hamza's body, were you as shocked as the rest of the world is shocked or is this what you've come to expect from the assad regime? >> i should separate between as an activist and have been working as a human right activist for the last ten years, i wasn't shocked. we've heard a lot of stories like this. as a human being for sure nobody can look at such a picture committed against children and not be shocked. >> it doesn't make any sense, though. why would a regime do this to a 13-year-old child? >> such things have always happened in syria. but nobody wanted to believe it at that time. human rights organizations have always talked about tragic crimes, about torture, even for children. i remember many, many other
stories like this during last year. but at that time, the world didn't want to hear and didn't want to see anything. any way, by practicing this awful torture against the prisoners, they want to send messages to the whole syrians, that this is what you will have when you continue your protest and movement. it's a strong message. they want everybody to get scared about continuing. >> today president assad, the dictator in syria, announced that he's granting what he calls amnesty to protesters accused of committing crimes. that's been the headline around the world that assad is offering amnesty. but when you lock at the definition of what he's calling amnesty, it's not amnesty as everybody else and the rest of the world knows it. he's basically just reducing punishment, instead of the death penalty, you get a life sent tense at a labor camp.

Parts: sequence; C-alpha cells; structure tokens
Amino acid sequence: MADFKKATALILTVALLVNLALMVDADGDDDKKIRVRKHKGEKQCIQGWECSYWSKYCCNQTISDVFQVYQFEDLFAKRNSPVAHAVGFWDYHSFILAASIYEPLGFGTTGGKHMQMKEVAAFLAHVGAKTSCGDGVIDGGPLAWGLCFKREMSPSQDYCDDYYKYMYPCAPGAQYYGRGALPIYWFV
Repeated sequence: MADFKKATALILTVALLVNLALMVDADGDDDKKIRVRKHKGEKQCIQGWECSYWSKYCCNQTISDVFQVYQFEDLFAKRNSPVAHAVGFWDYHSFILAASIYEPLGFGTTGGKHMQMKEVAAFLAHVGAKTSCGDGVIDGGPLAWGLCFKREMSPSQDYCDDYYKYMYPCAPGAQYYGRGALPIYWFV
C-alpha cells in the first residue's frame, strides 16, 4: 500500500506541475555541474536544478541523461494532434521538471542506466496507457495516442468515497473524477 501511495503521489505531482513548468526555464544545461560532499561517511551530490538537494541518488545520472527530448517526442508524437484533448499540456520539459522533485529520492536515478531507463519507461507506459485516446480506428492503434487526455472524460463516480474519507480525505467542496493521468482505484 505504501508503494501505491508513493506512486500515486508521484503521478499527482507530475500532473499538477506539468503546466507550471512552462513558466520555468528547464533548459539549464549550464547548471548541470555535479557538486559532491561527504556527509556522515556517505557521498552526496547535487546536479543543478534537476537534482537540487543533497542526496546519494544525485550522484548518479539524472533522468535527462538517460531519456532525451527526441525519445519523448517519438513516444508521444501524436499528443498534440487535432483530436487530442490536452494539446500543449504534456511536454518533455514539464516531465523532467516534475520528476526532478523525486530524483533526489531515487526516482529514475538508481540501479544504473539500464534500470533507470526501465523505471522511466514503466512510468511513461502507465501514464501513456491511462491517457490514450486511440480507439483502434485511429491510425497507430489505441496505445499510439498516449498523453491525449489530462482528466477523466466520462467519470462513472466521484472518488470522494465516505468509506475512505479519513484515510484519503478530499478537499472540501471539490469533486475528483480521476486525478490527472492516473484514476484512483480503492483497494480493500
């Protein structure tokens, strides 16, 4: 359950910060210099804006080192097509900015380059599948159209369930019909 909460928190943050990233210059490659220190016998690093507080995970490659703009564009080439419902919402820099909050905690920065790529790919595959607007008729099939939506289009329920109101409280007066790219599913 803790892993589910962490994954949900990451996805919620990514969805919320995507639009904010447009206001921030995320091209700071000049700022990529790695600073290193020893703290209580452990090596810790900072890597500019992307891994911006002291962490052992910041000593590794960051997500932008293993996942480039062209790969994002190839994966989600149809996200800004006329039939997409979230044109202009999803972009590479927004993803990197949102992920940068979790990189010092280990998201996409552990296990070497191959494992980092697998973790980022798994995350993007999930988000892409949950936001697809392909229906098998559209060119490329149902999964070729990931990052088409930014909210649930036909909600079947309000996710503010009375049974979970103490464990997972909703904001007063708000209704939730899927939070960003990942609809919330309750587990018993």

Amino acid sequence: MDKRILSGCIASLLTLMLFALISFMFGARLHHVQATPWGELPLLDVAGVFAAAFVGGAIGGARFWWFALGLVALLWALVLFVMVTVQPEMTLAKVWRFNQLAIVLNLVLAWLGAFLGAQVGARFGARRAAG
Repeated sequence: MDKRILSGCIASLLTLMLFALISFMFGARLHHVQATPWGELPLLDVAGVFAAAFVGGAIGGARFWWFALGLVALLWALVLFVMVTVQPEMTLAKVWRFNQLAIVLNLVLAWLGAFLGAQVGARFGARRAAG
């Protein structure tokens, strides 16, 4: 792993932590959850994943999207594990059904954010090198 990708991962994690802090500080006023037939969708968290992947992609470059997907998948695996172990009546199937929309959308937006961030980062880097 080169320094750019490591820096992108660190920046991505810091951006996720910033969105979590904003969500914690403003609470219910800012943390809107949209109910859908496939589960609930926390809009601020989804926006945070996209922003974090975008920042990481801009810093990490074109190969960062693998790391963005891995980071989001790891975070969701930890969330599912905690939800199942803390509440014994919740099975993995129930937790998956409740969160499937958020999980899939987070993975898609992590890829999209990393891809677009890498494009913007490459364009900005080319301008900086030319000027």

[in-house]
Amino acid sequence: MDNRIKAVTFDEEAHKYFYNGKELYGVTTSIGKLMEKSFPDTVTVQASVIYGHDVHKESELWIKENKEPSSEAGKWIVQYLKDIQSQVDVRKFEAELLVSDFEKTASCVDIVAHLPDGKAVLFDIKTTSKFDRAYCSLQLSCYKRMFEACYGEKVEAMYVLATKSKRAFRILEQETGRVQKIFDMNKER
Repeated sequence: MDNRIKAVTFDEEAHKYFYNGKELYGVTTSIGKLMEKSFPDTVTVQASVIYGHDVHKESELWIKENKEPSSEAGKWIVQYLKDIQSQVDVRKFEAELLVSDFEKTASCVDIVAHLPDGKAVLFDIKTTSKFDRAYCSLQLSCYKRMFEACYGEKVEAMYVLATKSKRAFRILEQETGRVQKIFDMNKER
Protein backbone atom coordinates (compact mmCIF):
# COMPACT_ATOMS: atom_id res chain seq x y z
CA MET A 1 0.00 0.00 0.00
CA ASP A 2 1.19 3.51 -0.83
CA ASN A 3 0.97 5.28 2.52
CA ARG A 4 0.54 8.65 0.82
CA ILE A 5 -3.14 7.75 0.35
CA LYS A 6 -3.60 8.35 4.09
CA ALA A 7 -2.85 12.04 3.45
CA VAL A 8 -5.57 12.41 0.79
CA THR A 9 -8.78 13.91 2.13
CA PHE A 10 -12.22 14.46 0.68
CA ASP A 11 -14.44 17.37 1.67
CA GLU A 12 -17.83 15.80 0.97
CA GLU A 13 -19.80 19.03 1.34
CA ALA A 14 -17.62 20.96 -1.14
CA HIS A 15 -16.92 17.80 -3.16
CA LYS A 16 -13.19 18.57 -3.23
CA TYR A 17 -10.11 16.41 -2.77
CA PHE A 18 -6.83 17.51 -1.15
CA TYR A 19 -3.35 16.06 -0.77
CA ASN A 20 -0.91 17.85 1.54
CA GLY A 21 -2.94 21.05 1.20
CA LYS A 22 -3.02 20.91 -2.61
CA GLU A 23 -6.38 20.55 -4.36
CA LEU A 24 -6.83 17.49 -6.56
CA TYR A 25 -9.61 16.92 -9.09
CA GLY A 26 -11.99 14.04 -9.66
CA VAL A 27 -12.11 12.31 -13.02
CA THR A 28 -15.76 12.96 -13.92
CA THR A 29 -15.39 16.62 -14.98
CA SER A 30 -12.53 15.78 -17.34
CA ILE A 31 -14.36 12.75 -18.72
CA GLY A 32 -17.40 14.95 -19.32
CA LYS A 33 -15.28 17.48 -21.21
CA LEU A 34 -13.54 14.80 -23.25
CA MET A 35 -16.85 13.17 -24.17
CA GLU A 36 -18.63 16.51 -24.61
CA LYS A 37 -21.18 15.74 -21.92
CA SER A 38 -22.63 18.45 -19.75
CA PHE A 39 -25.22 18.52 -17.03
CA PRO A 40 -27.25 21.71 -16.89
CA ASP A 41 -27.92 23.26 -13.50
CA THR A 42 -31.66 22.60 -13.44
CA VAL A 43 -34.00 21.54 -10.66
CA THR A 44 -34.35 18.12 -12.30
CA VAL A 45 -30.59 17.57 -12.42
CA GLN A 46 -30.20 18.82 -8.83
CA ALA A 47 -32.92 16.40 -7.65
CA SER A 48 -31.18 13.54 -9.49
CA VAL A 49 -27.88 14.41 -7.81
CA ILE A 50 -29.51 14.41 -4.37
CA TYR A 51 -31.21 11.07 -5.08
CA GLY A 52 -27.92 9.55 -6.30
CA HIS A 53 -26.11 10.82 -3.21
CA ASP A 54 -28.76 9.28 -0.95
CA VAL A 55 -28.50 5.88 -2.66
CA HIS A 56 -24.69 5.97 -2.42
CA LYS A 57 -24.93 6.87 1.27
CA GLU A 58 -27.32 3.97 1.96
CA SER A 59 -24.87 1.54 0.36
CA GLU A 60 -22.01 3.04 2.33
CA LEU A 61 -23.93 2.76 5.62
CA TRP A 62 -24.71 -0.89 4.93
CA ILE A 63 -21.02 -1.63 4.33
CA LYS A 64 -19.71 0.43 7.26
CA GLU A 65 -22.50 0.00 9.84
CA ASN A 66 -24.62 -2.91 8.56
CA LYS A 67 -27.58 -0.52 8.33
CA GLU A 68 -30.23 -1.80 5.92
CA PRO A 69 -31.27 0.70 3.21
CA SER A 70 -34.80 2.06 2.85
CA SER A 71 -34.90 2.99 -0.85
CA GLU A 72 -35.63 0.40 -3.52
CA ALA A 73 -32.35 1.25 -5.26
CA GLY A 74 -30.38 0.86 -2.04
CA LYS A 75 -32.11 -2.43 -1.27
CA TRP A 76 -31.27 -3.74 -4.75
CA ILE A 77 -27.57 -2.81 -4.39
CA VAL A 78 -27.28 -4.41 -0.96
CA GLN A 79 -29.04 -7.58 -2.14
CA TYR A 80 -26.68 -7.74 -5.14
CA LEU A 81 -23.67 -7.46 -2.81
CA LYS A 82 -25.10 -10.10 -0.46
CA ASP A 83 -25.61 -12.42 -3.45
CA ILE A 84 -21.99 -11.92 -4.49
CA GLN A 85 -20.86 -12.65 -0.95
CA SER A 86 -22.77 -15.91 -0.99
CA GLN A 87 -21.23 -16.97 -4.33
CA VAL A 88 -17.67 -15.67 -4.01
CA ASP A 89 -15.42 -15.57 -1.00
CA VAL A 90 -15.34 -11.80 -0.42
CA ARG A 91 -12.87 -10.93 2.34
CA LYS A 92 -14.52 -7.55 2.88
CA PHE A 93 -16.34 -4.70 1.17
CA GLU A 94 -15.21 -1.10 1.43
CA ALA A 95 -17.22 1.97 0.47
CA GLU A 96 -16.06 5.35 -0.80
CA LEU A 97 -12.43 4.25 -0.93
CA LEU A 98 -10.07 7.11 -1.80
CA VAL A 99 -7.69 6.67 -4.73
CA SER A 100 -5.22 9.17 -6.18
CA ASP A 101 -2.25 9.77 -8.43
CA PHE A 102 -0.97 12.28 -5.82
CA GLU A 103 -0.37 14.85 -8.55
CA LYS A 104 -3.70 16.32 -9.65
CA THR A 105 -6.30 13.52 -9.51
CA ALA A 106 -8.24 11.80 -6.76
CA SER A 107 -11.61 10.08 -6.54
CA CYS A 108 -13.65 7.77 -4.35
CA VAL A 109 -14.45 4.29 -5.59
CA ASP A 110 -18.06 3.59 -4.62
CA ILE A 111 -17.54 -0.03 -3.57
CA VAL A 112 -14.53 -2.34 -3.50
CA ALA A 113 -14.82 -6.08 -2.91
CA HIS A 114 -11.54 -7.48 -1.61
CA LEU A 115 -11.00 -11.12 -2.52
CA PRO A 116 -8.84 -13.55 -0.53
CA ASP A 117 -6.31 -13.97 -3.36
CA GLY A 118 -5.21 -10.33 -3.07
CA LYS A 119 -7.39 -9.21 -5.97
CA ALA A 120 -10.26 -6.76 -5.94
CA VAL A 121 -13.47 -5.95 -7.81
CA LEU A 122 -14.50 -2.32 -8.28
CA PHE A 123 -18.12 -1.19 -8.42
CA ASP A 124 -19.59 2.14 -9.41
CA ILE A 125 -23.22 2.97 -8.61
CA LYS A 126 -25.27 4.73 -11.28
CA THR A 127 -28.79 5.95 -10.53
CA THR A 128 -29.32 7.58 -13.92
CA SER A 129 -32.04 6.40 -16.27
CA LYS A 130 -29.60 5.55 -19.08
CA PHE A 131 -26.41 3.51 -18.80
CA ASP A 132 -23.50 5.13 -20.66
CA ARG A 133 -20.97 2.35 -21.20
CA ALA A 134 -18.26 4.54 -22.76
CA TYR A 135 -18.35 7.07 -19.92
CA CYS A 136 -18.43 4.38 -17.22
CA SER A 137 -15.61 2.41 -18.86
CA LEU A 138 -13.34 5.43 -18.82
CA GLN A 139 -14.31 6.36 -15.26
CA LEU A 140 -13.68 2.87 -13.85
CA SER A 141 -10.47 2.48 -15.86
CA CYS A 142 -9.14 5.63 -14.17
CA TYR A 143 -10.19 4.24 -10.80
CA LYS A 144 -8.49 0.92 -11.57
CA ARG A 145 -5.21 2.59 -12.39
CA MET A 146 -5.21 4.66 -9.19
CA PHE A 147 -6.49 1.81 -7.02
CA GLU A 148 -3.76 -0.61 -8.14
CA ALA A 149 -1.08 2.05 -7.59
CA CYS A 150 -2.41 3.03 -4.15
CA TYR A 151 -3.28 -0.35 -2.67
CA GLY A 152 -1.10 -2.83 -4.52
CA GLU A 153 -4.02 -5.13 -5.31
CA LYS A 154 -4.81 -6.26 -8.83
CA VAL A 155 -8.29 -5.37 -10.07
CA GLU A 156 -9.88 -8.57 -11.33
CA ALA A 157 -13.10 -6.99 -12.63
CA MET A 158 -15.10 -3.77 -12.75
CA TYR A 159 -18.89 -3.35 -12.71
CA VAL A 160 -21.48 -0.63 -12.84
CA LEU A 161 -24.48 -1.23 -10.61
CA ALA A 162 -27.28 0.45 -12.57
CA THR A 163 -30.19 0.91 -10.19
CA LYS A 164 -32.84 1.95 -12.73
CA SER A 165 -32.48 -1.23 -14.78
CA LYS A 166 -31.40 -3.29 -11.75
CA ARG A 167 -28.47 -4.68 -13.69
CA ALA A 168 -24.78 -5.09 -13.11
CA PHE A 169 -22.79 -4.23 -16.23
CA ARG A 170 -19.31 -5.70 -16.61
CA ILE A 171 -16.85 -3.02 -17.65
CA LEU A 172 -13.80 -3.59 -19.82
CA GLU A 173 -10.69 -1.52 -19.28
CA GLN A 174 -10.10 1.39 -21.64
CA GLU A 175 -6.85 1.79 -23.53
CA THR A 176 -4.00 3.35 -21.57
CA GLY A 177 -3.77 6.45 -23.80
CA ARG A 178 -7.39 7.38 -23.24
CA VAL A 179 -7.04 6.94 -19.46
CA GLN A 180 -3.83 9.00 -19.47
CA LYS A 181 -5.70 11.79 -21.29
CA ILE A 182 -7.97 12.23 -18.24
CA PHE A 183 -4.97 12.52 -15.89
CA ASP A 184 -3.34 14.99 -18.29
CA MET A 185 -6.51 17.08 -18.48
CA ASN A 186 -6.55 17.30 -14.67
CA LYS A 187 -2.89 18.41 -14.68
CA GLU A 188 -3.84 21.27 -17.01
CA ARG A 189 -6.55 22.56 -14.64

does anybody in syria believe that when he's offering amnesty? >> first of all, our prisoners are not criminals and we refuse to use the word "amnesty." we are not criminals to have amnesty from anybody. the regime, who should ask for amnesty from its own people for the crimes its committed against them during the last two months, this is from one side. from another side, yes, they might release some prisoners just because of all the pressure now on the regime from the street and the international society. but tomorrow they will arrest more people. so it means nothing if they will continue to arrest more people. >> razan, stay strong.